On July 10, 2013, Plaintiff submitted another inmate letter to CO IV Anderson "addressing the entire issue" and attaching another copy of the grievance packet. (Doc. 52, PSOF ¶ 34; Doc. 51, Ex. 1 at 19-20.) Anderson responded on July 29, 2013, stating that she and Deputy Warden Fizer "saw no justifiable reason to waive time frames." (Doc. 52, PSOF ¶ 35.) Before Plaintiff received the response from Anderson, he submitted another appeal and grievance packet to Director Ryan "exhausting the administrative remedies once again.'" ( Id., PSOF ¶ 36; Doc. 51, Ex. 1 at 21.) On July 15, 2013, Plaintiff received a response to his appeal from CO IV Anderson, stating that she was returning Plaintiff's appeal unprocessed and informing Plaintiff that he cannot appeal an unprocessed grievance. (Doc. 52, PSOF ¶ 37; Doc. 51, Ex. 1 at 22.)

D. Discussion

The Court finds that Defendants have established the availability of an administrative remedy procedure and that Plaintiff was aware of the procedure.

There is no dispute that Plaintiff filed a timely informal complaint on an Inmate Letter on October 11, 2012 regarding the October 4, 2012 incident and that he did not receive a response by the November 1 deadline.[13] Further, there is no dispute that, without a response, Plaintiff needed to file a grievance within five work days of the November 1 deadline, which was November 8, 2012. There is no dispute that Plaintiff did not file a grievance until December 17, 2012.

Plaintiff asserts that, thereafter, he appealed his grievance, and he argues that because he submitted appeals to the Director twice, he has exhausted his administrative remedies and "there should be records of this" at the Central Office. (Doc. 51 at 10; see also Doc. 53 ("Declaration of Arron Mowry") at 1-2.) Defendants assert that Plaintiff's grievance and subsequent appeals were not processed because they were outside the timeframes and, therefore, the Central Office did not have a record of his grievance in its files. (Doc. 59 at 4-5, 7.)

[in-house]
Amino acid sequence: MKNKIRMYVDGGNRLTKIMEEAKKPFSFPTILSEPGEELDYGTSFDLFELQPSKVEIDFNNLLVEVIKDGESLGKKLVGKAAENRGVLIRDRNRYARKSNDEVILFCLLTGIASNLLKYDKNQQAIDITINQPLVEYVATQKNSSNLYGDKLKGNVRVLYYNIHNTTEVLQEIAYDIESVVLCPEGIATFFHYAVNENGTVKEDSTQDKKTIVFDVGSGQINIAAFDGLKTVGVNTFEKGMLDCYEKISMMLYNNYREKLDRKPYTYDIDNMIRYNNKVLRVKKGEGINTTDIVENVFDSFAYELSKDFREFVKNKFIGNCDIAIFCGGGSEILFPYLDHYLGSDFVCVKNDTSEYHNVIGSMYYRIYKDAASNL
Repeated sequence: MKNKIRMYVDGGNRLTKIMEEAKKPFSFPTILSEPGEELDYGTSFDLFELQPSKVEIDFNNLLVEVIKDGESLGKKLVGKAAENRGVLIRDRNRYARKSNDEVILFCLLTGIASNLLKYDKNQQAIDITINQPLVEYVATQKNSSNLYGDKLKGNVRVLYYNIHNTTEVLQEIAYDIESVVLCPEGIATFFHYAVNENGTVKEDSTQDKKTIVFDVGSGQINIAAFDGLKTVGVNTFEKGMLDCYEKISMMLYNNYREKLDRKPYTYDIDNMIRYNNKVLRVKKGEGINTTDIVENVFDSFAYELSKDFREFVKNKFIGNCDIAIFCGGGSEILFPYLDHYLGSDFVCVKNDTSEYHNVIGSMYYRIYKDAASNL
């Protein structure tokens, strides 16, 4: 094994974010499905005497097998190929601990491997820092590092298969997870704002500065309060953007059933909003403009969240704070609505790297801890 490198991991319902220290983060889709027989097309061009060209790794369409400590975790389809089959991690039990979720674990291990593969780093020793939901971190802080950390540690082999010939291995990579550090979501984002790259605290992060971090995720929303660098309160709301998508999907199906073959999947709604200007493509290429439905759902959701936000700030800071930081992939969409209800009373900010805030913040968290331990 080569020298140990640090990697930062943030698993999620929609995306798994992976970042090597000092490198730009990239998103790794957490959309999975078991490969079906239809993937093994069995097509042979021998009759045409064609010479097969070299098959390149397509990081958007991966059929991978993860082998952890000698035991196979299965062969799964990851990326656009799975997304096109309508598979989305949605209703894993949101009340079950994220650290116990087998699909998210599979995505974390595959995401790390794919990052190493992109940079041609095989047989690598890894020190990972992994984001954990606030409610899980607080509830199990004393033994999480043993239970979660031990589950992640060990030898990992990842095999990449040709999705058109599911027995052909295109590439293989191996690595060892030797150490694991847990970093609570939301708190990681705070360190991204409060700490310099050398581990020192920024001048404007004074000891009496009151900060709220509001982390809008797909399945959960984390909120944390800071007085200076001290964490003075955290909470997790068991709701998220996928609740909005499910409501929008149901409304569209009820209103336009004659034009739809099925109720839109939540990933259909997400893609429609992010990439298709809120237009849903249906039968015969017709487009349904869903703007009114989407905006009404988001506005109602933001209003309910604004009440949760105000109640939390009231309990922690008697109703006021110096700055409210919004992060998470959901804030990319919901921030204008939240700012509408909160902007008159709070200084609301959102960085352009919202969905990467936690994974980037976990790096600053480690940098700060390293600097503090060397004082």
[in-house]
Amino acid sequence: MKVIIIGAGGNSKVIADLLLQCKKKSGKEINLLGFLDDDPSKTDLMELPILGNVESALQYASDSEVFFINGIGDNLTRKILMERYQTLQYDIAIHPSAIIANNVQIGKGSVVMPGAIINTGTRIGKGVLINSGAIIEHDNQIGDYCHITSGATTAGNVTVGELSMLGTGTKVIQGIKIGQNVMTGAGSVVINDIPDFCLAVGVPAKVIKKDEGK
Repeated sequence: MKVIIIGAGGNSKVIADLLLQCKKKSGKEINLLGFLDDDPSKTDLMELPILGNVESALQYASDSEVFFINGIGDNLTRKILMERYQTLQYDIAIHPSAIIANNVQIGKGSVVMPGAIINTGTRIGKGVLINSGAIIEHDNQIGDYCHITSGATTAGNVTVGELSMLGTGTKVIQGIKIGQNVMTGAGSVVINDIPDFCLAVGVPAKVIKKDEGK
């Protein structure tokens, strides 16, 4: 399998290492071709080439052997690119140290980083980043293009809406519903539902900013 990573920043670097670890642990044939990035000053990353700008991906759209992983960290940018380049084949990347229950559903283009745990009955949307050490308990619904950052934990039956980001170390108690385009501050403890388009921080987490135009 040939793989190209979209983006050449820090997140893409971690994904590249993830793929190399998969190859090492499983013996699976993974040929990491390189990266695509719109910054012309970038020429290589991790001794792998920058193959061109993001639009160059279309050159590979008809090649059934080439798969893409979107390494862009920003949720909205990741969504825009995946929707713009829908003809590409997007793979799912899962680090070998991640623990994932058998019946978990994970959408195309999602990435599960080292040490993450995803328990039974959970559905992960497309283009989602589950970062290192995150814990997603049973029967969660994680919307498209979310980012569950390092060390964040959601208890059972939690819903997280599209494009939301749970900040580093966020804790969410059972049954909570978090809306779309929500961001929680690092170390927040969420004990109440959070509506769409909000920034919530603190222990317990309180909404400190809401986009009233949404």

As stated, Plaintiff was required to comply with the procedural rules governing the grievance process; this includes deadlines. See Woodford, 548 U.S. at 81. The issue presented here is whether Plaintiff's failure to file his grievance by the November 8, 2012 deadline is excused by the fact that he was transferred to a different prison on October 29, 2012 before receiving a response to his informal complaint. There are certain instances in which a prisoner's failure to exhaust may be excused if he demonstrates that the grievance process is unavailable to him. Such instances include, for example, the inability to obtain the required forms, misinformation from prison officials about when a prisoner could file a grievance, and threats of retaliation for filing a grievance. Nunez v. Duncan, 591 F.3d 1217, 1224 (9th Cir. 2010).

Plaintiff asserts that once he received his property after his arrival at ASPC-Yuma, Dakota Unit, he knew that he was out of the timeframe to submit his grievance, but he did not know what to do. (Doc. 51 at 3.) He contends there was no grievance process he could follow at that point and that DO 802 does not state what he should do if he is transferred while attempting to exhaust his grievance. (Doc. 52, PSOF ¶ 11.) Instead, Plaintiff waited until December 17, 2012 to submit his grievance, after he was transferred to a different unit. Defendants object to PSOF ¶ 11 as "untrue and unsupported, " asserting that "[t]here is no special grievance process when an inmate is transferred" and that DO 802 "applies to all grievances and the process is the same regardless of whether an inmate has been transferred." (Doc. 59 at 13, citing Doc. 12-1 at 8, DO 802.01 § 1.6 ("Inmates may utilize the Inmate Grievance Procedure regardless of any disciplinary status, housing location or classification.").) Defendants' objection is sustained. Nothing in DO 802 suggests that the grievance process ends or a different grievance procedure sets in upon an inmate's transfer to another unit or facility.